Trump also has threatened to cut federal funds to Philadelphia and other sanctuary cities that refuse to cooperate with the federal authorities and help turn in undocumented immigrants.

During the campaign, Trump channeled Nixon by invoking a law and order stance, calling for more police in Black communities and a nationwide stop-and-frisk policy. Nixon’s “war on drugs” and tough-on-crime policies were a war on Black people designed to disrupt Black communities. John Ehrlichman, Nixon’s domestic policy adviser, said that by identifying Blacks with heroin and the white anti-war left with marijuana, “We could arrest their leaders, raid their homes, break up their meetings and vilify them night after night on the evening news. Did we know we were lying about the drugs? Of course, we did.”  Similarly, Trump and the Republicans are singling out Black people and protesters for police repression, criminalizing Blackness, freedom of speech and political dissent.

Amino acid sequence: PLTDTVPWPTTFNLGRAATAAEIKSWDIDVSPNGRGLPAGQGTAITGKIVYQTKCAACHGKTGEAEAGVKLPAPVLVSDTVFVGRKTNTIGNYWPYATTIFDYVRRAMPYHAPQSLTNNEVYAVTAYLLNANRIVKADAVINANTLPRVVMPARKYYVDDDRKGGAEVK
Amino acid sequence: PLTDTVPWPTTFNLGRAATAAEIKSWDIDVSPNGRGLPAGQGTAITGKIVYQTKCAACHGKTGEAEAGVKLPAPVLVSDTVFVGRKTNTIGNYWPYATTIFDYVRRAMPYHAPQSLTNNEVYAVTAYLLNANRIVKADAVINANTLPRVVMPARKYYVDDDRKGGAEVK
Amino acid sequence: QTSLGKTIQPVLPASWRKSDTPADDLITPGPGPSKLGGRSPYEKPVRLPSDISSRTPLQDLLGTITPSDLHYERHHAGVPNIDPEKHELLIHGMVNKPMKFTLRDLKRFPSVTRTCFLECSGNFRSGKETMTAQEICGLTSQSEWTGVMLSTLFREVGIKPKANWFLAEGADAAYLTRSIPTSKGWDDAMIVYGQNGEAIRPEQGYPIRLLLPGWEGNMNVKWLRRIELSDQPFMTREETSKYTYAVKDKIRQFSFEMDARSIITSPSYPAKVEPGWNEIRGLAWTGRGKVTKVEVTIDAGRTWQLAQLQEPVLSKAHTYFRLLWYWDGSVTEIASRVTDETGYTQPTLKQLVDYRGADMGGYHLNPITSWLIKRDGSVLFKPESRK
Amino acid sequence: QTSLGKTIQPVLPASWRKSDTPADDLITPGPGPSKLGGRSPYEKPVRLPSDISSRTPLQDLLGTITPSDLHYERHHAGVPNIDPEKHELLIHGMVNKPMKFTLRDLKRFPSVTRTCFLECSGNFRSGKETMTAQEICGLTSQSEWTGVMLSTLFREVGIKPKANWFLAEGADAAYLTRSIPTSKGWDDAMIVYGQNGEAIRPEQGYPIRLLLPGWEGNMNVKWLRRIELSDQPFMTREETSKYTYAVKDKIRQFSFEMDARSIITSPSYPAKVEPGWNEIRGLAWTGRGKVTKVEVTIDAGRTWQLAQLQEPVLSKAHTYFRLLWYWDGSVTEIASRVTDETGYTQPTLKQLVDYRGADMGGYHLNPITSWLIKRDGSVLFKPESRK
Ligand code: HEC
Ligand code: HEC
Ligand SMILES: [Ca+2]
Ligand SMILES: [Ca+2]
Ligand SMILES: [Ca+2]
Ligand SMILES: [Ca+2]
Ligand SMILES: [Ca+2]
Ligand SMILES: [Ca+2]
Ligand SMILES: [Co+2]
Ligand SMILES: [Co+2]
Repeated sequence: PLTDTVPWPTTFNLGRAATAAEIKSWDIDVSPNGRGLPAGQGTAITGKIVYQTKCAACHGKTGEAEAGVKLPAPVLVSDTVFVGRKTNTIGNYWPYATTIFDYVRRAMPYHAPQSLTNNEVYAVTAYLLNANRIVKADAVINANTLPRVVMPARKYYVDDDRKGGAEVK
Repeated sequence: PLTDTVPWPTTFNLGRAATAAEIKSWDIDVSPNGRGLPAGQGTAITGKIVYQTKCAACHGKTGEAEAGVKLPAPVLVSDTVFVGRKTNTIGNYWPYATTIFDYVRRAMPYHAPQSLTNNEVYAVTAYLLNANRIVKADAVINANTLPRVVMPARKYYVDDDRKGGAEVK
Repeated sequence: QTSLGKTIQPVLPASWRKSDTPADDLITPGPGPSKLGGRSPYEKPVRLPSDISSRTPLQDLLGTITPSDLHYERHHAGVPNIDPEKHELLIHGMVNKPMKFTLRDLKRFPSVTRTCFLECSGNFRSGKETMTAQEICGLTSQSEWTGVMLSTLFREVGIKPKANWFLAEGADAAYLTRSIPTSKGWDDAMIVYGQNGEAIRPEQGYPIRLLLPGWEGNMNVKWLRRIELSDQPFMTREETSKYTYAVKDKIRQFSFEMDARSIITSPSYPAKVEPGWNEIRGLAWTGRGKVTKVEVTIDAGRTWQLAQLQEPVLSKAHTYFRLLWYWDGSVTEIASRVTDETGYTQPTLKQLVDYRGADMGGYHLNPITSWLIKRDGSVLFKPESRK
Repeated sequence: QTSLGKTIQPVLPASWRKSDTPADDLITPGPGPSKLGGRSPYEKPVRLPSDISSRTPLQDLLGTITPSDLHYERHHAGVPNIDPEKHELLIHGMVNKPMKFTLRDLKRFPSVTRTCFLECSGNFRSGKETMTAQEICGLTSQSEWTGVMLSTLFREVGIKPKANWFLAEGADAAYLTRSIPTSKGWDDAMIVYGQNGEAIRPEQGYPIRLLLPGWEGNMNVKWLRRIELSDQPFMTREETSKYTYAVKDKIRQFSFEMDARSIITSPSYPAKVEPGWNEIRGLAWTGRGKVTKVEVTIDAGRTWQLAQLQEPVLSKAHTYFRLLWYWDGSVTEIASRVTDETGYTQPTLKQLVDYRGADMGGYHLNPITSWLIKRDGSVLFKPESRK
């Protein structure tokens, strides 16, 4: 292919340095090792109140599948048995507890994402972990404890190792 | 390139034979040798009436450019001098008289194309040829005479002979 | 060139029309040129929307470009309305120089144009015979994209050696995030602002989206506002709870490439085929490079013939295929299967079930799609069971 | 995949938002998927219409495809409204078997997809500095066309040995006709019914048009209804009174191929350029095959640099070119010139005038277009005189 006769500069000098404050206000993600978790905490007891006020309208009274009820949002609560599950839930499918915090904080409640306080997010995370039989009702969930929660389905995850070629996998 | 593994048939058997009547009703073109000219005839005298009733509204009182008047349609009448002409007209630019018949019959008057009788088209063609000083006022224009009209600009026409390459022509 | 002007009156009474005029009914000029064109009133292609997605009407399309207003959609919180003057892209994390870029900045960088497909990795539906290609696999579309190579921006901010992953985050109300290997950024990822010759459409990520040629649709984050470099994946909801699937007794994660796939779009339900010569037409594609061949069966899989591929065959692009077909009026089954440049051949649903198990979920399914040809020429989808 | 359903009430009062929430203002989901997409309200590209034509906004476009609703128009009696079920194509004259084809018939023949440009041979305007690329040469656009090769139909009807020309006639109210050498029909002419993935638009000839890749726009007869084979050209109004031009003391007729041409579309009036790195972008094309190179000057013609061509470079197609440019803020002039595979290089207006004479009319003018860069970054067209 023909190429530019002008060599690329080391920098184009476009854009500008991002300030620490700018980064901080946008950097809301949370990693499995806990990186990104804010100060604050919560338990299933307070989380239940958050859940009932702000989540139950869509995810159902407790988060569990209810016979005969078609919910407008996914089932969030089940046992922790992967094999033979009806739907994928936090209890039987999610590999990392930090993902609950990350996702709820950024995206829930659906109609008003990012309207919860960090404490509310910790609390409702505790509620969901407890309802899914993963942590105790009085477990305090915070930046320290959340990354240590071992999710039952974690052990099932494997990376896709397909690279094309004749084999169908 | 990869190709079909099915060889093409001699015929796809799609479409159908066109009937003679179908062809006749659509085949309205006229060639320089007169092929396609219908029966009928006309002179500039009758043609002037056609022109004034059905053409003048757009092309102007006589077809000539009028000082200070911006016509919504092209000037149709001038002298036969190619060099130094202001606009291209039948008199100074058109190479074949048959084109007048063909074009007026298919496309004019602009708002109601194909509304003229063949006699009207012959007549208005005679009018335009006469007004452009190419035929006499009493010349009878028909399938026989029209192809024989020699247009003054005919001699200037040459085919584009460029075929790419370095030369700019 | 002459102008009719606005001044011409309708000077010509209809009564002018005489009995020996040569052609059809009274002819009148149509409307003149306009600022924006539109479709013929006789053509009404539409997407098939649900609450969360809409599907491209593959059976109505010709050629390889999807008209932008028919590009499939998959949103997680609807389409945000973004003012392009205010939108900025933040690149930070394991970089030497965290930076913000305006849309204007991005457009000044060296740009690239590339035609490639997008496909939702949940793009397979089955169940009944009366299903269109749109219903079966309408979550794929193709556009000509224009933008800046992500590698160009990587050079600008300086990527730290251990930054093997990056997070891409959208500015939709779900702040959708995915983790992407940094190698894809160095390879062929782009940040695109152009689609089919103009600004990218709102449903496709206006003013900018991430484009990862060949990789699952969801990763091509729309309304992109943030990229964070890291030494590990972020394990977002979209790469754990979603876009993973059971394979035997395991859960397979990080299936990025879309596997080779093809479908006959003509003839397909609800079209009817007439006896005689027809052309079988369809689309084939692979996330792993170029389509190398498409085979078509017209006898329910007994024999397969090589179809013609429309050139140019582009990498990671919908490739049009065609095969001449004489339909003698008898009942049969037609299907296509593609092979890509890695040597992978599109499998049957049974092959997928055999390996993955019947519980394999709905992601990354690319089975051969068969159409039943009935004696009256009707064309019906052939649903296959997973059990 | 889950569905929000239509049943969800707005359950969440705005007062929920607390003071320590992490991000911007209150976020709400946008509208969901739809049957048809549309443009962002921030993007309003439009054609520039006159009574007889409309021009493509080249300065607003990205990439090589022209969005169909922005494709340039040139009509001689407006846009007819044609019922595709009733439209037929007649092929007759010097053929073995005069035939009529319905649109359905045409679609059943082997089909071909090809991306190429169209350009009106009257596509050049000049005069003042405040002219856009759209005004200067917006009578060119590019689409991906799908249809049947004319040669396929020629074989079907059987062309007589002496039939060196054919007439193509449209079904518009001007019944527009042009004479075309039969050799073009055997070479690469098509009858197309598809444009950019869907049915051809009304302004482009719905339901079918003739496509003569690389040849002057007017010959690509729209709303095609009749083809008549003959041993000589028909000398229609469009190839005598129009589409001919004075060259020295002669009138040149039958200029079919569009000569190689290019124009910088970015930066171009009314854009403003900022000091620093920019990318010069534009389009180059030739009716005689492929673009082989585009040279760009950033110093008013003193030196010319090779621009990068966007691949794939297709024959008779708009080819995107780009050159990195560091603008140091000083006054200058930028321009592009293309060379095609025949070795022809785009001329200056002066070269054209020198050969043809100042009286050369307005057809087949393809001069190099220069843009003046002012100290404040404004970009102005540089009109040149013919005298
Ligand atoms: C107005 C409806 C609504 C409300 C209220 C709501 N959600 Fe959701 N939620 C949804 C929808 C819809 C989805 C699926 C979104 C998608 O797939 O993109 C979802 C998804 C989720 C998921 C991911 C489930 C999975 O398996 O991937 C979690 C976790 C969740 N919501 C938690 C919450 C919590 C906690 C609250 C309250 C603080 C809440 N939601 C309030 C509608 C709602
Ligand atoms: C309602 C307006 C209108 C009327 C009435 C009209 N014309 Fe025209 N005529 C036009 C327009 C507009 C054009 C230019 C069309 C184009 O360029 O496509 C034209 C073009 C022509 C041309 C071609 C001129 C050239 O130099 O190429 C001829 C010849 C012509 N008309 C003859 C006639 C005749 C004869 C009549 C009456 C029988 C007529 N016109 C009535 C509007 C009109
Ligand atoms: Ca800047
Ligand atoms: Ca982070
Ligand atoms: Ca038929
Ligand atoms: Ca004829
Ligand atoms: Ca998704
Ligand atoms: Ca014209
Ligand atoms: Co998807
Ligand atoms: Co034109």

Those who are opposed to the Black movement building against police repression have created a false “Blue Lives Matter” that perpetuates the myth that there is a war on law enforcement waged by Black Lives Matter and others, and that to support social protest and racial justice work is to oppose the police. Trump continues to promote that narrative from 1600 Pennsylvania Ave., pitting demonstrators against the cops and suggesting expansive federal support for the police.

“A Trump Administration will empower our law enforcement officers to do their jobs and keep our streets free of crime and violence. The Trump Administration will be a law and order administration,” according to “President Trump will honor our men and women in uniform and will support their mission of protecting the public. The dangerous anti-police atmosphere in America is wrong. The Trump Administration will end it. Our job is not to make life more comfortable for the rioter, the looter or the violent disrupter.”